4 astronauts reveal their secrets to surviving months of isolation with other people
- As the coronavirus has spread around the globe, millions of people are under lockdown orders that could stretch deep into 2020.
- NASA astronauts routinely live and work in confined spaces for months, and in some cases more than a year.
- Given the new and potentially difficult circumstances for those unaccustomed to home confinement, astronauts have weighed in with scores of tips.
- Most say good communication is vital, as is controlling the amount of time you work and respecting the roles and differences of others.
- For more stories go to www.BusinessInsider.co.za.
Space may be the final frontier, but living off of Earth can be extremely challenging. Due to a long and fussy list of survival needs, plus the expense of traveling to and from orbit, residing and working in space means eeking it out in very cramped accommodations for long periods of time.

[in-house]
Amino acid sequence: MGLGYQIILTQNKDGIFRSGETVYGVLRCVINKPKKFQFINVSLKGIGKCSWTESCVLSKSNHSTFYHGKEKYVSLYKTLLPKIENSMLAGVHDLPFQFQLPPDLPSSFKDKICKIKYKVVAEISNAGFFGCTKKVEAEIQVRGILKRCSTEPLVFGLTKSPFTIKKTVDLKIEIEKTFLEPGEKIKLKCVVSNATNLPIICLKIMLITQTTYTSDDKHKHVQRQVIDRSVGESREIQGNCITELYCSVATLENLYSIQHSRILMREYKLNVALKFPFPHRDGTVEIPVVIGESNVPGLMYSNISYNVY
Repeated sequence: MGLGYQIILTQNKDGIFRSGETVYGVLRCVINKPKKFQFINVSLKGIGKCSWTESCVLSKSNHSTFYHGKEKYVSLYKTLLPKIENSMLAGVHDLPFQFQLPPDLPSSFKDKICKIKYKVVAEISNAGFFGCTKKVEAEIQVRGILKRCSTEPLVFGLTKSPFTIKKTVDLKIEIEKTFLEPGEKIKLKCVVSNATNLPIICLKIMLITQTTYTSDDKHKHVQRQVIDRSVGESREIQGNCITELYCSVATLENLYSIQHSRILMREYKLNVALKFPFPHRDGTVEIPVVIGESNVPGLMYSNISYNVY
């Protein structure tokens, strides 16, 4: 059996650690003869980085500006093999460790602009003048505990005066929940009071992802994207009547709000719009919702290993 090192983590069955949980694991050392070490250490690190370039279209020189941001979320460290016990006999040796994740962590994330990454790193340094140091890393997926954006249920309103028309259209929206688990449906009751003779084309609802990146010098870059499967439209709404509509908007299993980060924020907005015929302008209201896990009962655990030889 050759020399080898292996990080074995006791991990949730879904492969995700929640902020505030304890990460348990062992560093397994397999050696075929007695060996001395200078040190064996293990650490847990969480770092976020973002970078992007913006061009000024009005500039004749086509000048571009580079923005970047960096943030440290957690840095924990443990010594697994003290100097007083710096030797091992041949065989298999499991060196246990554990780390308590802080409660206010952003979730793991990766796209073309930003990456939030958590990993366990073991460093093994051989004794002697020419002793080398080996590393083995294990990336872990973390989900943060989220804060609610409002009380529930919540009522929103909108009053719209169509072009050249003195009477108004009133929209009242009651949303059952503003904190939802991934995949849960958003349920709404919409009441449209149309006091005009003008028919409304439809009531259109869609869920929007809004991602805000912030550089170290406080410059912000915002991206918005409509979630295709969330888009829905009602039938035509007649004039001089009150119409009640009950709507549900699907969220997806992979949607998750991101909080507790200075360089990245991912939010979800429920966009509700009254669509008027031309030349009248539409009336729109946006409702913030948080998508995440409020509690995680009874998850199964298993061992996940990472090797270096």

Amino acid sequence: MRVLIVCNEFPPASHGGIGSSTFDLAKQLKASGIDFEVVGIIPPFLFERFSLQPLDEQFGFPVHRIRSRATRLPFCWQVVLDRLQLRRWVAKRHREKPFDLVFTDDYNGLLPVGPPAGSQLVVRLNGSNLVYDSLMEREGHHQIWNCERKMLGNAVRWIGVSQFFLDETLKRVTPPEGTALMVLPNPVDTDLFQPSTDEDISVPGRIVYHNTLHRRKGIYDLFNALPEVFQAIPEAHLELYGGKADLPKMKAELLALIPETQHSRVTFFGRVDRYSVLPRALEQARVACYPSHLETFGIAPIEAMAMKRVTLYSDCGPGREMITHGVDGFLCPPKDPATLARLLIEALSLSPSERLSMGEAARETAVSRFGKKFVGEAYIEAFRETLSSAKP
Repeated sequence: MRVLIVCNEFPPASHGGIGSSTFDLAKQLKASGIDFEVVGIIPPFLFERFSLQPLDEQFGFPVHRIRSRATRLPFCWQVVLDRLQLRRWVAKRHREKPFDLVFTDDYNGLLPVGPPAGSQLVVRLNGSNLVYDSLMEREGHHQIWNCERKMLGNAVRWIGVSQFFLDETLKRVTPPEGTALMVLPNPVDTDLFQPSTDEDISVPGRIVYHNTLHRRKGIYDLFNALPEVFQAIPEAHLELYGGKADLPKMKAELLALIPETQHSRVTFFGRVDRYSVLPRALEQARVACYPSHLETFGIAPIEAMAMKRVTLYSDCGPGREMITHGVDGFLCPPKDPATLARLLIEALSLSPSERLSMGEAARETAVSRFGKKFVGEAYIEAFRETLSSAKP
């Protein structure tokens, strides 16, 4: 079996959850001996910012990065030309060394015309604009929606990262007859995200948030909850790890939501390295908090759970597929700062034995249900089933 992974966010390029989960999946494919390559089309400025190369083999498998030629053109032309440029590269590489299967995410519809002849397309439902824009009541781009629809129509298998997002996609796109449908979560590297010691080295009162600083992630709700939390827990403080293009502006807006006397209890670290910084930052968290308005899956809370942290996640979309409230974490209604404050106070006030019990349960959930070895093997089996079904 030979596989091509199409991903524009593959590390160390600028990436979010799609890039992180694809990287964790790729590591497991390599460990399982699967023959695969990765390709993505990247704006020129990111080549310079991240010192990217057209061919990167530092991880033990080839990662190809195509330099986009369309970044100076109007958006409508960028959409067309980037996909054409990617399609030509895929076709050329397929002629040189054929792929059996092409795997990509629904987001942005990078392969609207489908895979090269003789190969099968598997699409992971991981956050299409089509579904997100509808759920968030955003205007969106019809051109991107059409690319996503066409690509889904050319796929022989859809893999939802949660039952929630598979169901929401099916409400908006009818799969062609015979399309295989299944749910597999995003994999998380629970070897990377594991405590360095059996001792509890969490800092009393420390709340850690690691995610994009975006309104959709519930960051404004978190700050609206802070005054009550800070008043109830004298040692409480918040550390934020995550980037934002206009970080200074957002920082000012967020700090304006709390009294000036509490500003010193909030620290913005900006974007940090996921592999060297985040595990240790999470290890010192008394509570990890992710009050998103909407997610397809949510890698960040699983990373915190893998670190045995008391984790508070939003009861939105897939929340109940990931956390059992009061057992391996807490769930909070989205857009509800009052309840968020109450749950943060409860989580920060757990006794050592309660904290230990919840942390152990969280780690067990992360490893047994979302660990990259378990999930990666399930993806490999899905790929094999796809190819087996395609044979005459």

In recent weeks, an increasing share of humans on Earth are being asked or forced to stay inside for weeks and months to help slow the coronavirus' spread and keep healthcare systems from being overwhelmed.
Knowing that millions of people face similar struggles to astronauts' long-lasting confinement in space, a handful of have stepped forward to offer their hard-won advice, especially for coexisting with others in isolated spaces.
Here are some of the most sage and sensible tips from NASA's and other space agencies' finest.
Scott Kelly: "I binge-watched all of 'Game of Thrones' — twice."